24 hrs in Stockholm, The Alternative Guide
The Motoroamers’ City Tour series
Sweden’s Stockholm is reputed to be one of Europe’s best, so a visit is a must! Although as introverts, the pair of us are not great city-break lovers. We have though, come to appreciate that travel has many personalities and to avoid the city hubs altogether means we miss out on part of a country’s fabric. So we tend to do a 24 hour bounce in, to capture a little of the city vibe and retreat back to the country to recharge. Just enough time to discover its character without too much exposure to the sounds, the sights and the overwhelming crowds.
The consequences of this approach means that we have a small window of opportunity where time is of the essence. This requires us to be smart! Smart in the research we do, in the places we choose and in the culture we uncover. So armed with our own guide to Stockholm’s best, undiscovered treasures, we set out to explore the alternative side to this city. With grateful thanks for the inspiration from our friends over at Atlas Obscura.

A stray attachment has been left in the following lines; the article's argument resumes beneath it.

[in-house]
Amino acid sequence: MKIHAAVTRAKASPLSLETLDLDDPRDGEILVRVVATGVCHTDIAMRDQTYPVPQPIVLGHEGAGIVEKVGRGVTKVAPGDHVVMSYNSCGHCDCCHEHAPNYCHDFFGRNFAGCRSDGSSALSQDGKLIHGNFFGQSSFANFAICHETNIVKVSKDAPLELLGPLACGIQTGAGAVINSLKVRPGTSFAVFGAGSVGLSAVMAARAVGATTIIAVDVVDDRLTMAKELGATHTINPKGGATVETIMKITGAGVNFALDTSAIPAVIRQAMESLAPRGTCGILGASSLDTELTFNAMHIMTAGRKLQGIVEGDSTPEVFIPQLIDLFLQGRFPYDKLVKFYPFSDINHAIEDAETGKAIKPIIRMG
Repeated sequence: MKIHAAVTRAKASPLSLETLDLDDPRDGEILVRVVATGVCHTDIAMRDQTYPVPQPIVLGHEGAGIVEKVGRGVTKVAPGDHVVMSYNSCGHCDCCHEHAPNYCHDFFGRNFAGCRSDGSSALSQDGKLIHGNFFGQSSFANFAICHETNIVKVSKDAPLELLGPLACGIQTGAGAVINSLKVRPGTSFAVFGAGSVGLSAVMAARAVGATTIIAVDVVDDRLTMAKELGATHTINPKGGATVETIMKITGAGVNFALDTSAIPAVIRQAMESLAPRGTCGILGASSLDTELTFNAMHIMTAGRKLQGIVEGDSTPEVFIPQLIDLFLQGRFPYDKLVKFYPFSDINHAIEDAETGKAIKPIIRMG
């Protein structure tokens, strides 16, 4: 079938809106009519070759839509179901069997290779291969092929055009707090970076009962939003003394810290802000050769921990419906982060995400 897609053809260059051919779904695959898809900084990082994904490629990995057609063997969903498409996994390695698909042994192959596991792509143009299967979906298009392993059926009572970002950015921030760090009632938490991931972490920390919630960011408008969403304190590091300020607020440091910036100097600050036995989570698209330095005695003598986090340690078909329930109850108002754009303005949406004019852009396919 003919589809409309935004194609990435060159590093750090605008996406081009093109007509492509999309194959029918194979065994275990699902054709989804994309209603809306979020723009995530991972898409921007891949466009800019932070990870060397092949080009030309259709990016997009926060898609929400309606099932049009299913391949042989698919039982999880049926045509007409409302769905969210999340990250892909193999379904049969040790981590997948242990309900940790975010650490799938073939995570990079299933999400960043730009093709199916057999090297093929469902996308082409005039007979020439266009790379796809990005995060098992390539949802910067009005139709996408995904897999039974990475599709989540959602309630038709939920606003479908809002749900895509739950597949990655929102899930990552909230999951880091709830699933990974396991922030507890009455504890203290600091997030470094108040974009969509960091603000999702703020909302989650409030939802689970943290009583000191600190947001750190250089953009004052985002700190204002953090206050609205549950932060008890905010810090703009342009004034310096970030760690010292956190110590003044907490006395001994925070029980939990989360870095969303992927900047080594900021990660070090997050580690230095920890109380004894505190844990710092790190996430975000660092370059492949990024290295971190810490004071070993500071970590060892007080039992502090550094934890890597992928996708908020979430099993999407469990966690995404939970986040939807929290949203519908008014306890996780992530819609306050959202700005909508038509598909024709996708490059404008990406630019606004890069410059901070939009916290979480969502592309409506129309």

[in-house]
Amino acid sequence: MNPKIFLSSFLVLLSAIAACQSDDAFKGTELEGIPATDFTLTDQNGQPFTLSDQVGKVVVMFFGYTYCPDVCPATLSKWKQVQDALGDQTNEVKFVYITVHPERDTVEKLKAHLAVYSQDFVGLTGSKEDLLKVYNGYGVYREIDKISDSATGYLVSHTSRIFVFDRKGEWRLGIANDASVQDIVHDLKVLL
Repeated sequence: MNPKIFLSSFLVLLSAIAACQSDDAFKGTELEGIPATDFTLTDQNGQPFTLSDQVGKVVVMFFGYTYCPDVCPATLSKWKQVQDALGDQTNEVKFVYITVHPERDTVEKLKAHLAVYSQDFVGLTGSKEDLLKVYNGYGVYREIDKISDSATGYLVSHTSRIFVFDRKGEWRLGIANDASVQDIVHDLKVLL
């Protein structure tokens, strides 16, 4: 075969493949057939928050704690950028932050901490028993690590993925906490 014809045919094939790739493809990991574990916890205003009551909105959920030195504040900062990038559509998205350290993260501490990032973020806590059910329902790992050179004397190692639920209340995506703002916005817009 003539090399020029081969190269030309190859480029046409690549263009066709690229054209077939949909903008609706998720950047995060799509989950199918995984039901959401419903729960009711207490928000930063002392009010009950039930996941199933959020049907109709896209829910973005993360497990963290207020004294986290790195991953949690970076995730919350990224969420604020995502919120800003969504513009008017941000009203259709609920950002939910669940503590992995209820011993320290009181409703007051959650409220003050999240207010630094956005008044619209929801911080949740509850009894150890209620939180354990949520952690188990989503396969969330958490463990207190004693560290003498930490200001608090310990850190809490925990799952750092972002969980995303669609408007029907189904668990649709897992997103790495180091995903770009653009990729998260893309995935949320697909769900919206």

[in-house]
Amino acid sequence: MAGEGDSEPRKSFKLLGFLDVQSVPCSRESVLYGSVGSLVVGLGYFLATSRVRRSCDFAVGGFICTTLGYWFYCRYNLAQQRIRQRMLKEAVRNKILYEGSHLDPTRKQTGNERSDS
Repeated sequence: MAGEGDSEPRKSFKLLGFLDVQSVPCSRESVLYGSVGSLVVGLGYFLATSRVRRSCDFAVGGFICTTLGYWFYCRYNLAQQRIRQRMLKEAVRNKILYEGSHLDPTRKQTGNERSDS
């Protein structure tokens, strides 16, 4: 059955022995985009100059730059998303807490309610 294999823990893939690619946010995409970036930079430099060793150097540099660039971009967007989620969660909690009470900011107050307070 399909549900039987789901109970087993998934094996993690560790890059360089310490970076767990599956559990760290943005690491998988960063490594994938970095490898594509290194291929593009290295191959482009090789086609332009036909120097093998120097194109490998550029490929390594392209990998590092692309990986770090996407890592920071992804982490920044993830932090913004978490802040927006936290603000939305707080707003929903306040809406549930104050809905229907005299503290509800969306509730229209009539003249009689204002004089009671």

Before we launch into our uniquely created Stockholm tour, let’s start with a little taster.
Founded as a city in 1252, Stockholm has plenty of history for us. Starting off with the Vikings’ influence in the building of the original Old Town. With its archipelago position, trade routes soon put Stockholm on the map and by 17th century it was a European powerhouse. Despite this Stockholm reeled from two disasters; the plague of 1710 that killed 36% of its population and a fire that destroyed the Tre Kronor Castle together with many historical documents. So the city had to seriously rebuild, as is so often the case with cities around the world.